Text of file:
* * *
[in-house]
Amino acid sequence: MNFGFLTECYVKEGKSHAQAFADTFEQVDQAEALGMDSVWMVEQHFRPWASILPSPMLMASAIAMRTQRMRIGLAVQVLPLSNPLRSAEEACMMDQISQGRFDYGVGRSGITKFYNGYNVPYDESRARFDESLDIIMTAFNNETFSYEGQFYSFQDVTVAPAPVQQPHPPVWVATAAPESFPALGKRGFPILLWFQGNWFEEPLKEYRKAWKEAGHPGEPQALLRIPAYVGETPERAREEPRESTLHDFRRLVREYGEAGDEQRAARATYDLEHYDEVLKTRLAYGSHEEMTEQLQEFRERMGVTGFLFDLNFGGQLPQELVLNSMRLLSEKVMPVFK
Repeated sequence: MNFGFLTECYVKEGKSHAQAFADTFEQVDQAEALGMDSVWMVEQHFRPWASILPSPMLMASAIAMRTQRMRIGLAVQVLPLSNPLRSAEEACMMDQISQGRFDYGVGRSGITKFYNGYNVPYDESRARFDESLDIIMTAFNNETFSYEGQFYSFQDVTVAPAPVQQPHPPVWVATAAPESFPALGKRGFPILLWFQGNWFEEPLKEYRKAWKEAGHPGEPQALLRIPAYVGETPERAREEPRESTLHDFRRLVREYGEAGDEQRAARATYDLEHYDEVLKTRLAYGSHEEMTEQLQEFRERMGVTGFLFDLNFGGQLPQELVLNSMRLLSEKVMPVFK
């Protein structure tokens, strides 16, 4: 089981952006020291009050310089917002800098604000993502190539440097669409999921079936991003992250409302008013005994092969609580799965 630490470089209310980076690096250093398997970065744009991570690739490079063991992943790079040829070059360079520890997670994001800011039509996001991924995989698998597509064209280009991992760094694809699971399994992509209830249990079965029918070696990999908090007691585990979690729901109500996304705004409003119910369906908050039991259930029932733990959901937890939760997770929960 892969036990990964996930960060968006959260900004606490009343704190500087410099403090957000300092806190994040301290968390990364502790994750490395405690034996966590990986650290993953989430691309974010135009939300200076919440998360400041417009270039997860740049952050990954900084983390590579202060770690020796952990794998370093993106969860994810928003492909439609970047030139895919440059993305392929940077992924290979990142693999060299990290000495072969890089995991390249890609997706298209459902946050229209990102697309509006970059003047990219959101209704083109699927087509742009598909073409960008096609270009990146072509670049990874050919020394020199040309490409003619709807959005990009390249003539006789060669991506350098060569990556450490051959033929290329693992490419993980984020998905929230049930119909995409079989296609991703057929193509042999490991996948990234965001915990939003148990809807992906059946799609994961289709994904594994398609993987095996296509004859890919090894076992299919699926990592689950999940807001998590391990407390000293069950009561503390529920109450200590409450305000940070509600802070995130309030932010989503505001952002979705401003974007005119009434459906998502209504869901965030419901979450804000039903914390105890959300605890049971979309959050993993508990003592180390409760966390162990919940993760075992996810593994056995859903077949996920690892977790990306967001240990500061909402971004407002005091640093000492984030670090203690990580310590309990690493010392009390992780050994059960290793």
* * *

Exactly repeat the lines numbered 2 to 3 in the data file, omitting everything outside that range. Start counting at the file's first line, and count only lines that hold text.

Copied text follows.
Amino acid sequence: MNFGFLTECYVKEGKSHAQAFADTFEQVDQAEALGMDSVWMVEQHFRPWASILPSPMLMASAIAMRTQRMRIGLAVQVLPLSNPLRSAEEACMMDQISQGRFDYGVGRSGITKFYNGYNVPYDESRARFDESLDIIMTAFNNETFSYEGQFYSFQDVTVAPAPVQQPHPPVWVATAAPESFPALGKRGFPILLWFQGNWFEEPLKEYRKAWKEAGHPGEPQALLRIPAYVGETPERAREEPRESTLHDFRRLVREYGEAGDEQRAARATYDLEHYDEVLKTRLAYGSHEEMTEQLQEFRERMGVTGFLFDLNFGGQLPQELVLNSMRLLSEKVMPVFK
Repeated sequence: MNFGFLTECYVKEGKSHAQAFADTFEQVDQAEALGMDSVWMVEQHFRPWASILPSPMLMASAIAMRTQRMRIGLAVQVLPLSNPLRSAEEACMMDQISQGRFDYGVGRSGITKFYNGYNVPYDESRARFDESLDIIMTAFNNETFSYEGQFYSFQDVTVAPAPVQQPHPPVWVATAAPESFPALGKRGFPILLWFQGNWFEEPLKEYRKAWKEAGHPGEPQALLRIPAYVGETPERAREEPRESTLHDFRRLVREYGEAGDEQRAARATYDLEHYDEVLKTRLAYGSHEEMTEQLQEFRERMGVTGFLFDLNFGGQLPQELVLNSMRLLSEKVMPVFK